I don't really contribute the data I collect to Google Maps because it's much more one-way... Sure, I get to use their mapping site, but I can't get the data back for making print maps.
If anyone is interested in the general process I follow for it, that can be found here:
(The local MTB volunteer group keeps the trails in impeccable condition, us trail runners enjoy.)
MapBox does a great job of the maps but the very next thing I want is to search for an address. Back to square one.
OSM uses MapQuest but I'm unsure how licensing and quality affects real-world apps. Is the open data good enough? Is there a sub-$2500 commercial offering that doesn't suck?
E.g. MapQuest's FAQ:
How can I use geocodes?
Wikipedia has many:
What do you use?
OSM uses its own service, Nominatim, as tommorris has posted. It's OSM's own code using OSM data. The data and code are both free, but the osm.org servers have limited capacity; you can download the code and data and run it yourself if you like.
Mapquest Open runs an instance of this. MQ's servers are beefier so they have more liberal usage than osm.org's instance.
'Mainstream' Mapquest uses commercial data and therefore has pretty strict ToUs. Those are the ones you've quoted above: they don't apply to Mapquest Open.
Check out Gisgraphy:
You install it and basically get a local Nominatim.
I think a heatmap of OSM quality would help a lot. Does such a thing exist?
The only things I can suggest are:
- issues: number reported, number closed, diversity of reporters and closers - on the basis that if lots ofpeople are reporting issues, that means "many eyes make all bugs shallow" might be working. If lots of people are closing them, then someone is actually paying some attention.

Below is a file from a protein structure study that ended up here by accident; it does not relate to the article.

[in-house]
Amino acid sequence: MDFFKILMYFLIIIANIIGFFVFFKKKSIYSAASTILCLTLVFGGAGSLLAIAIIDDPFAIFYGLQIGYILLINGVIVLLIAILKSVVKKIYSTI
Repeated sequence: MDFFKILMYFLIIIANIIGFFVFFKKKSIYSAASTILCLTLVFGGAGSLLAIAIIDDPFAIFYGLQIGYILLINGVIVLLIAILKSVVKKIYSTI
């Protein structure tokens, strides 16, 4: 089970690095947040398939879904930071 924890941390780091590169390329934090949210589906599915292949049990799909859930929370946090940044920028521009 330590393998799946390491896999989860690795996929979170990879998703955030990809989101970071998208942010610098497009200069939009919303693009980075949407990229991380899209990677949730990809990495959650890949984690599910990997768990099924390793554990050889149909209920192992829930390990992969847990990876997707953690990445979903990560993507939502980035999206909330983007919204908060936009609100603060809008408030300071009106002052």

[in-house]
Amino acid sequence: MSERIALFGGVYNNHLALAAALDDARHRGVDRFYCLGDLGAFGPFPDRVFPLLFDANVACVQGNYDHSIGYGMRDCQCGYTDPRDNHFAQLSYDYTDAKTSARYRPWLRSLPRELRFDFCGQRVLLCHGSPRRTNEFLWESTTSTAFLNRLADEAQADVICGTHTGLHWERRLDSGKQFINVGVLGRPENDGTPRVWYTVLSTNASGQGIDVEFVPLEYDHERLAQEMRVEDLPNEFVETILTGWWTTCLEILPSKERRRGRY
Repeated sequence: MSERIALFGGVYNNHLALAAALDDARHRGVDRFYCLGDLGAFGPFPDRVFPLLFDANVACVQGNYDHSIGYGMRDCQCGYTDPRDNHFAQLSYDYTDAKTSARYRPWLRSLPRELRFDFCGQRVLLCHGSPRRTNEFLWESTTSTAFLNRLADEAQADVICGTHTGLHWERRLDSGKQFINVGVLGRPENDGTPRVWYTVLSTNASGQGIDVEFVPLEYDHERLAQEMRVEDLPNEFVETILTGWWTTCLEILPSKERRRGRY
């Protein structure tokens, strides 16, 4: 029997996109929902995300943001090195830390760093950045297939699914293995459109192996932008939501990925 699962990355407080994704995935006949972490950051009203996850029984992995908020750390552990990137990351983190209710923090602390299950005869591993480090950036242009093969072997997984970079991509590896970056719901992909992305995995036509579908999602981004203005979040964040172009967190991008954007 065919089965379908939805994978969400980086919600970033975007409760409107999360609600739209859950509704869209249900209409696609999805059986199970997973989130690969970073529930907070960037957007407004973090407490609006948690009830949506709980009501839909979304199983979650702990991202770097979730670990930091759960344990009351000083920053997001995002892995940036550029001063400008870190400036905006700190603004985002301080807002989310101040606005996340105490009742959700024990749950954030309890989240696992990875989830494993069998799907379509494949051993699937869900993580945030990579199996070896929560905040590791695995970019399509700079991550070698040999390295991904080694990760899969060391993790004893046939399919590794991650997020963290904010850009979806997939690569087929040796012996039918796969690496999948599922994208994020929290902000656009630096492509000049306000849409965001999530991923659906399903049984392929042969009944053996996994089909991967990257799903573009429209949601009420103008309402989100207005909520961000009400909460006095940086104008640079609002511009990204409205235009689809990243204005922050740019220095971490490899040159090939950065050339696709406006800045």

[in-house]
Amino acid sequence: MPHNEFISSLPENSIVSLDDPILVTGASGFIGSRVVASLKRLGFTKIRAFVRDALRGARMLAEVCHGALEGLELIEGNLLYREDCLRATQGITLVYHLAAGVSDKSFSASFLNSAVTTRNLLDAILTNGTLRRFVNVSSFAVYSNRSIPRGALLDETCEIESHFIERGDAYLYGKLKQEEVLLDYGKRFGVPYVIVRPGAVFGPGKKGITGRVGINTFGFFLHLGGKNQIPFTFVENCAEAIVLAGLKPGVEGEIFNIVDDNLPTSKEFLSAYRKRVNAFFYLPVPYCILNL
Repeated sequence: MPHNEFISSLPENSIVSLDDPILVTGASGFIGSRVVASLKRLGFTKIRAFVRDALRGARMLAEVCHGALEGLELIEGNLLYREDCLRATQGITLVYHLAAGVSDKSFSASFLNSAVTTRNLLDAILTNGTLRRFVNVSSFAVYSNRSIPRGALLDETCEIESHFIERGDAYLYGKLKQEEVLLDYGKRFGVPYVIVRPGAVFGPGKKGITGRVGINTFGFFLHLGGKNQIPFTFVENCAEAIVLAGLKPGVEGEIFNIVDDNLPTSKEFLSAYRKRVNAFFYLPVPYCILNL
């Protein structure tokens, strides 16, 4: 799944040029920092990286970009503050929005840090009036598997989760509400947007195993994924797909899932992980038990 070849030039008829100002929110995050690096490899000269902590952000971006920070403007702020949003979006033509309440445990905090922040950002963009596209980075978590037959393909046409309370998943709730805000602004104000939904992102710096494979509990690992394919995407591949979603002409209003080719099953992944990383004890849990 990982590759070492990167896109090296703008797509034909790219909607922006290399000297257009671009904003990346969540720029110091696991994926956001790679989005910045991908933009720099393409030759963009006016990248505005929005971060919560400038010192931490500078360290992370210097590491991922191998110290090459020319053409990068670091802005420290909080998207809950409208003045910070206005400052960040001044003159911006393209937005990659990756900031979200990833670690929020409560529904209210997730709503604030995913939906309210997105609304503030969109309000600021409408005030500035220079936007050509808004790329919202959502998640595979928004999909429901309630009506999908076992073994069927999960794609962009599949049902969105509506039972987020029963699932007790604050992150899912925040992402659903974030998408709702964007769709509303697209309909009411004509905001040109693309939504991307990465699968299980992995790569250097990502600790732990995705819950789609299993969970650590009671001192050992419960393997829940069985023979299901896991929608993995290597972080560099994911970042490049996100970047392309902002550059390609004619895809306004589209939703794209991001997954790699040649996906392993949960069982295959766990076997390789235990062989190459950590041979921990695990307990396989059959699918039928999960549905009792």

- tag diversity. Human mappers tend to actually use a fairly wide variety of tags for points of interest.
- some measure of how much the data that has been imported from, say, government public domain GIS datasets, has been modified.
- last update
- presence of house/building names and numbers
There's a bunch of similar stuff up at http://wiki.openstreetmap.org/wiki/Quality_assurance
It's a long way from perfect but will get better the more data people plonk into OSM. There's a big focus in a lot of local OSM communities on getting street numbering data.
Nominatim data is the same license as OSM, and if you really need to, you can run your own Nominatim instance.
I'd love to use OSM for all the usual reasons, just asking what it's like in real life. What do the zillions of startups out there use, what are the tradeoffs you've experienced? If it were that easy an answer there would only be OSM and the commercial providers would only have value-added data.
I've love to see an open-source alternative that rivals it, but haven't found one yet.
A description for the uninitiated: Portland has five quadrants in street names, NW/NE/N/SW/SE. SW has "negative block numbers" east of a certain line, which are represented by a significant leading zero in the building number.
To be fair, I don't think anyone handles this. Thankfully I'm not in SW pretty much ever.
 Lite version to try: https://itunes.apple.com/us/app/id431183278
A bug tracker for OSM data also exists .
- OSM does not always show some data. This does not really matter because the vector data is all available, and the openstreetmaps.org basemap is just one rendering of many. A good example of this is mapbox, which is one of the most beautiful basemaps out there.
- If you see something wrong, you can just hit the edit button and use the web editor (Id), which is super easy and contains more metadata than any other map app in this category. For example, I used this yesterday to find the type of pavement on a bike route near my house.